• Beneficial Ownership, Meaning. Under the Proposed Rule, CFIs will be required to identify each natural person (not legal entity) who: (1) “directly or indirectly . . . owns 25% or more of the equity interests of a legal customer” and (2) a “single individual with significant responsibility to control, manage, or direct a legal entity customer, including . . . an executive or senior officer . . . [g., CEO, General Partner, Treasurer] . . . or any other individual who regularly performs such functions.” (Id. at 45,170). The identity of each beneficial owner identified to the CFI must be verified, in accordance with existing CIP minimum standards and risk based approaches (as under, e.g., the Customer Identification Programs for banks provision at 31 C.F.R. § 1020.220). Notably, the Proposed Rule does not require CFIs to also verify the status of the identified beneficial owner(s) vis-à-vis the legal entity customer. (Id. at 45,156).


  • Mandatory Certification of Beneficial Ownership, Standard Form. In response to industry feedback to the March 2012 advance notice of proposed rulemaking on customer due diligence, the Proposed Rule requires CFIs to obtain, at the time a new legal entity account is opened, a certification of beneficial ownership (certified by the individual opening the account on the legal entity’s behalf). The certification form, which is provided in an Appendix to the Proposed Rule, is mandatory. (Id. at 45,162, 45,170, Appendix A (The entire Proposed Rule is available at FinCEN expects that the standard certification form will promote uniformity of practices and regulatory expectations, and reduce the compliance burden for CFIs. (Id. at 45,162).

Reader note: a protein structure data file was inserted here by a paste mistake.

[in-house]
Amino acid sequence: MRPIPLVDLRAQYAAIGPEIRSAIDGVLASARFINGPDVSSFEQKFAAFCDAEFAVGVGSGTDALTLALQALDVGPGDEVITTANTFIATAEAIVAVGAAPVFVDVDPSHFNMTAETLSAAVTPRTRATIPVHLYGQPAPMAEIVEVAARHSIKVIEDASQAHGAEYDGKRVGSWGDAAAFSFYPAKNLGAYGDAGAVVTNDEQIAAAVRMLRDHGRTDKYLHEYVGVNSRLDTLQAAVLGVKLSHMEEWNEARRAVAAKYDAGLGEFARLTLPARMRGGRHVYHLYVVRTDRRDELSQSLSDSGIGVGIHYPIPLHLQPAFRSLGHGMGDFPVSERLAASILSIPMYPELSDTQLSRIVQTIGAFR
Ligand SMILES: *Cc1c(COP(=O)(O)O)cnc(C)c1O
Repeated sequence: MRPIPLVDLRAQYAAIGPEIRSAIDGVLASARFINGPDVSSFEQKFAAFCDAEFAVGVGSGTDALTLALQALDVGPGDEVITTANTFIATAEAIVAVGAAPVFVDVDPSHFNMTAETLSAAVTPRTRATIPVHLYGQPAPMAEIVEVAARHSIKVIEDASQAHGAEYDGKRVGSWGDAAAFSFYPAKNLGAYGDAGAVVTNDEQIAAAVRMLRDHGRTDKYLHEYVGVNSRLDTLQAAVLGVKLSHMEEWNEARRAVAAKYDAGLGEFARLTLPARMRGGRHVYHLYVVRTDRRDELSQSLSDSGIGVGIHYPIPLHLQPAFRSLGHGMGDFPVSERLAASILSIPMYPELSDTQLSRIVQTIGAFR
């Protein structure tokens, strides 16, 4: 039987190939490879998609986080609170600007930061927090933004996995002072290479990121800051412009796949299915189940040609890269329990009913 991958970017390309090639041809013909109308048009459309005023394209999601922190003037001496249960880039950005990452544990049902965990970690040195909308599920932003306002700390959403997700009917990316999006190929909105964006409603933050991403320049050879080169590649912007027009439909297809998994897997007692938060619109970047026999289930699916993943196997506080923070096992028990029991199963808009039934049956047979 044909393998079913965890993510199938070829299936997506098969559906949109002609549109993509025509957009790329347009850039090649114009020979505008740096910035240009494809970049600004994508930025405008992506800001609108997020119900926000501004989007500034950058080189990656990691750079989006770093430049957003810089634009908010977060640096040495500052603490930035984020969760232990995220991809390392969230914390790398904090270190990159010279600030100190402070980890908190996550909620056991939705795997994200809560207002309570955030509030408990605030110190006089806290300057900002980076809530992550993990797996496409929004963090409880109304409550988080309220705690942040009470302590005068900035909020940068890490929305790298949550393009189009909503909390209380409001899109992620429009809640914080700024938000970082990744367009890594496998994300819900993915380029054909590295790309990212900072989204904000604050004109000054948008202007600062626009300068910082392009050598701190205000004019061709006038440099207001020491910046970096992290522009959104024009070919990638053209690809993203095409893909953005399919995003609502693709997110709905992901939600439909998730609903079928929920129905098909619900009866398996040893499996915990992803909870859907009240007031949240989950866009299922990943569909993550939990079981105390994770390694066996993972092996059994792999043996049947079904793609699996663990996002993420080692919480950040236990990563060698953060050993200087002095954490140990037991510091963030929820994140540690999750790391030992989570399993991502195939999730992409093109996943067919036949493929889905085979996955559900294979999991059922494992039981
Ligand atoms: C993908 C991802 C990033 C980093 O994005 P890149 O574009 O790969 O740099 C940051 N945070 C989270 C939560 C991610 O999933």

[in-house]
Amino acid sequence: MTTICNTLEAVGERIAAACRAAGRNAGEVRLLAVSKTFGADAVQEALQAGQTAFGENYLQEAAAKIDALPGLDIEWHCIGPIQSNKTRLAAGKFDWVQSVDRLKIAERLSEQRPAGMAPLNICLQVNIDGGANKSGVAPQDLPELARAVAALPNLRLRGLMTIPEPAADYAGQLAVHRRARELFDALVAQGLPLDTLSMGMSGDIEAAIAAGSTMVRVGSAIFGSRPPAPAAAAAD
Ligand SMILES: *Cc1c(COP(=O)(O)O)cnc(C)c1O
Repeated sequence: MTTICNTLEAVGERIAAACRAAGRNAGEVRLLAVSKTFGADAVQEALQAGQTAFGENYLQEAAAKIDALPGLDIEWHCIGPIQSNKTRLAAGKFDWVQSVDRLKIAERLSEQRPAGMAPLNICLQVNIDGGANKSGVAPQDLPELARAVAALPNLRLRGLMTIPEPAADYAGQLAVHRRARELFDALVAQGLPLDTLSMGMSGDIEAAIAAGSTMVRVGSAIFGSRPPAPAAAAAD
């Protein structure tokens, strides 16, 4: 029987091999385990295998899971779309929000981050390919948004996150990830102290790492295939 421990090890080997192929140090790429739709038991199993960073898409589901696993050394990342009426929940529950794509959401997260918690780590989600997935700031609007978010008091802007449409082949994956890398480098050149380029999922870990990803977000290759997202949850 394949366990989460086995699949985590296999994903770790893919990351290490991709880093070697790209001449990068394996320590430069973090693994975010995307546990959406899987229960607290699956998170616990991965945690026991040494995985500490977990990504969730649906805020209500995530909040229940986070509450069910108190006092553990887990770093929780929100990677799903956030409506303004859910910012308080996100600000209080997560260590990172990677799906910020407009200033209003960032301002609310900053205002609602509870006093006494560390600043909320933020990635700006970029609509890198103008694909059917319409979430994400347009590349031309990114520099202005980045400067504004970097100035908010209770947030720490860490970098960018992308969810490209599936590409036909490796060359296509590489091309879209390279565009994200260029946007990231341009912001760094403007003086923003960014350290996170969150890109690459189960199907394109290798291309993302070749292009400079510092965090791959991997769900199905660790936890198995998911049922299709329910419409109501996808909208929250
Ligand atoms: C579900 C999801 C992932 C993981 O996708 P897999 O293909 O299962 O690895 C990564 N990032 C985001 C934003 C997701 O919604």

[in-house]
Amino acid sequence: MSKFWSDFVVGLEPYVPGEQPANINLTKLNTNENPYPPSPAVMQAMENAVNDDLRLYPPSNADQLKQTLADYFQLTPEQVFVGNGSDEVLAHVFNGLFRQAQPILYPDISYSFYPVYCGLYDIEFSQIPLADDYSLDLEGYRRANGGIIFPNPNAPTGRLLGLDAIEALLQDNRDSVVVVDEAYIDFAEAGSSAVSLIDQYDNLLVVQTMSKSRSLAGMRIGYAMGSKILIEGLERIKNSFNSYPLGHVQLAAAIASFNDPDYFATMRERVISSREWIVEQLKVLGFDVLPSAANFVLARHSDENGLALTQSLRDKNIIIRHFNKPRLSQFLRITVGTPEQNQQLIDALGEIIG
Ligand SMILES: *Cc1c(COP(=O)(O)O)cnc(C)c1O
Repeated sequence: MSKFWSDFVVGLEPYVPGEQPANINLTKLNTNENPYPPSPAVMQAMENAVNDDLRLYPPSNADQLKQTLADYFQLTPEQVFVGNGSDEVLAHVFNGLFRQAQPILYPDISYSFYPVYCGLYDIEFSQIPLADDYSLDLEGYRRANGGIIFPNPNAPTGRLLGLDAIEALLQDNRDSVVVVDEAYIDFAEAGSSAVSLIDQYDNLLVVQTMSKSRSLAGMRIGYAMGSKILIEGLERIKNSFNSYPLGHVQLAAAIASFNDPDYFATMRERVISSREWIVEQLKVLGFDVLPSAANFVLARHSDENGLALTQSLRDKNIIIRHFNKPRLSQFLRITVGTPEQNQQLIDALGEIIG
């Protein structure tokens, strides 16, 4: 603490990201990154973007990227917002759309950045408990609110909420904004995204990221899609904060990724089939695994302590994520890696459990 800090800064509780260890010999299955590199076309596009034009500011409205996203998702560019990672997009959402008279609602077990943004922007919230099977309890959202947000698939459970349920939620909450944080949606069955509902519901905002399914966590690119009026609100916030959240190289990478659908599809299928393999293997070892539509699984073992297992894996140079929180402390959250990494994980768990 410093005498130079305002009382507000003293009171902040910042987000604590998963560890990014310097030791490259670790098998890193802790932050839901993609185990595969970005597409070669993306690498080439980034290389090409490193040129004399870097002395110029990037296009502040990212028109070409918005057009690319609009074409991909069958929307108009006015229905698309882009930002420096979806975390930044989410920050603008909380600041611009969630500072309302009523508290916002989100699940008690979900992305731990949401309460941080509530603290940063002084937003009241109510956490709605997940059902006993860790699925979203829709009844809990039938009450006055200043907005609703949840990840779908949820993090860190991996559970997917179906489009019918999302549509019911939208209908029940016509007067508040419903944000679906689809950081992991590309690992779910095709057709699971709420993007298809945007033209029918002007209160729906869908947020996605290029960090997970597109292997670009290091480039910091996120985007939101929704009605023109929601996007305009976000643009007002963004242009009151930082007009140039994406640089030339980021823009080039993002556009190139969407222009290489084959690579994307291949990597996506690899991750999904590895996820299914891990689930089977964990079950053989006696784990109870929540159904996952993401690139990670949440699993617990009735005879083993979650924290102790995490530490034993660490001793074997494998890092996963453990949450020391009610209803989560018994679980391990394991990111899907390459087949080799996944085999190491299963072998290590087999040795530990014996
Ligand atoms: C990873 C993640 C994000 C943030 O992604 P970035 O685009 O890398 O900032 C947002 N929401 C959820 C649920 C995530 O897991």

• Creation and Retention of Records. CFIs will be required to implement procedures for maintaining records of “all information obtained in connection with identifying and verifying” beneficial owners, including retaining the mandatory certification form and “any other related identifying information collected.” (Id. at 45,165). Additionally, records will be required to include descriptions of “every document relied on for verification . . . any non-documentary methods and results of measures undertaken . . . and . . . the resolution of any substantive discrepancies discovered in verifying the identification information.” (Id.). Effectively, these requirements facilitate the creation of records that will be useful not only for identifying illegal or suspicious conduct by customers, but also for measuring the quality of CFI compliance programs in the context of CFI self-assessment and regulatory supervision and enforcement.

CFIs will be required to retain beneficial ownership and related verification records for: (1) five years after the date an account is closed and (2) five years after the date an account is opened.